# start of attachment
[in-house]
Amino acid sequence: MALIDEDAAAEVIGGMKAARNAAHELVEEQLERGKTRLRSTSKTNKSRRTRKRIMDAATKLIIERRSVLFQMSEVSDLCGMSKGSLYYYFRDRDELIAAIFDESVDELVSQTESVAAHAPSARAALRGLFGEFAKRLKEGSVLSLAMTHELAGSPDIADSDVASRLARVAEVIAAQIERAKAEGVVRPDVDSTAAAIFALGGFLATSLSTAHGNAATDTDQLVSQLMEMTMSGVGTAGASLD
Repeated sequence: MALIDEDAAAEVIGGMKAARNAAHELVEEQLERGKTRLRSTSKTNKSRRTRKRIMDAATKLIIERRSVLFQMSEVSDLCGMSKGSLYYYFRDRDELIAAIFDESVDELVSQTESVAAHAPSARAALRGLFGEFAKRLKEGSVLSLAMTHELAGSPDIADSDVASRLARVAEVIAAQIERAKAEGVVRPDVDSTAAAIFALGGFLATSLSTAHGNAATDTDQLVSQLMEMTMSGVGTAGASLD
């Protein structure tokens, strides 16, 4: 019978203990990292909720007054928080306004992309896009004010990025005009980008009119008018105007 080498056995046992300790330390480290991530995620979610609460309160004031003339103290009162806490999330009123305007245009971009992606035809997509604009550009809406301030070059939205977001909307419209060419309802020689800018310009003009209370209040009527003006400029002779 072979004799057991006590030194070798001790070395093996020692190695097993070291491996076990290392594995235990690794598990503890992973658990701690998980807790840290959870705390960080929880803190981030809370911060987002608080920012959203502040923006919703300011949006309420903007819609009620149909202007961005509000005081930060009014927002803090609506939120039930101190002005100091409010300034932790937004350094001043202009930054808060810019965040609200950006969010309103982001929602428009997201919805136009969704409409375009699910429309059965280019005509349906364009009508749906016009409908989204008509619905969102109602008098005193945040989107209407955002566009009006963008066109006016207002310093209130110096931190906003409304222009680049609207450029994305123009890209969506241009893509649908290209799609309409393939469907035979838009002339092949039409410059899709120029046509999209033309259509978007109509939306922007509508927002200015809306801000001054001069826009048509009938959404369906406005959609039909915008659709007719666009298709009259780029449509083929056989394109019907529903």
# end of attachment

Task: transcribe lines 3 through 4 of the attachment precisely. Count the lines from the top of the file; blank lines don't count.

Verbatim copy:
Repeated sequence: MALIDEDAAAEVIGGMKAARNAAHELVEEQLERGKTRLRSTSKTNKSRRTRKRIMDAATKLIIERRSVLFQMSEVSDLCGMSKGSLYYYFRDRDELIAAIFDESVDELVSQTESVAAHAPSARAALRGLFGEFAKRLKEGSVLSLAMTHELAGSPDIADSDVASRLARVAEVIAAQIERAKAEGVVRPDVDSTAAAIFALGGFLATSLSTAHGNAATDTDQLVSQLMEMTMSGVGTAGASLD
């Protein structure tokens, strides 16, 4: 019978203990990292909720007054928080306004992309896009004010990025005009980008009119008018105007 080498056995046992300790330390480290991530995620979610609460309160004031003339103290009162806490999330009123305007245009971009992606035809997509604009550009809406301030070059939205977001909307419209060419309802020689800018310009003009209370209040009527003006400029002779 072979004799057991006590030194070798001790070395093996020692190695097993070291491996076990290392594995235990690794598990503890992973658990701690998980807790840290959870705390960080929880803190981030809370911060987002608080920012959203502040923006919703300011949006309420903007819609009620149909202007961005509000005081930060009014927002803090609506939120039930101190002005100091409010300034932790937004350094001043202009930054808060810019965040609200950006969010309103982001929602428009997201919805136009969704409409375009699910429309059965280019005509349906364009009508749906016009409908989204008509619905969102109602008098005193945040989107209407955002566009009006963008066109006016207002310093209130110096931190906003409304222009680049609207450029994305123009890209969506241009893509649908290209799609309409393939469907035979838009002339092949039409410059899709120029046509999209033309259509978007109509939306922007509508927002200015809306801000001054001069826009048509009938959404369906406005959609039909915008659709007719666009298709009259780029449509083929056989394109019907529903």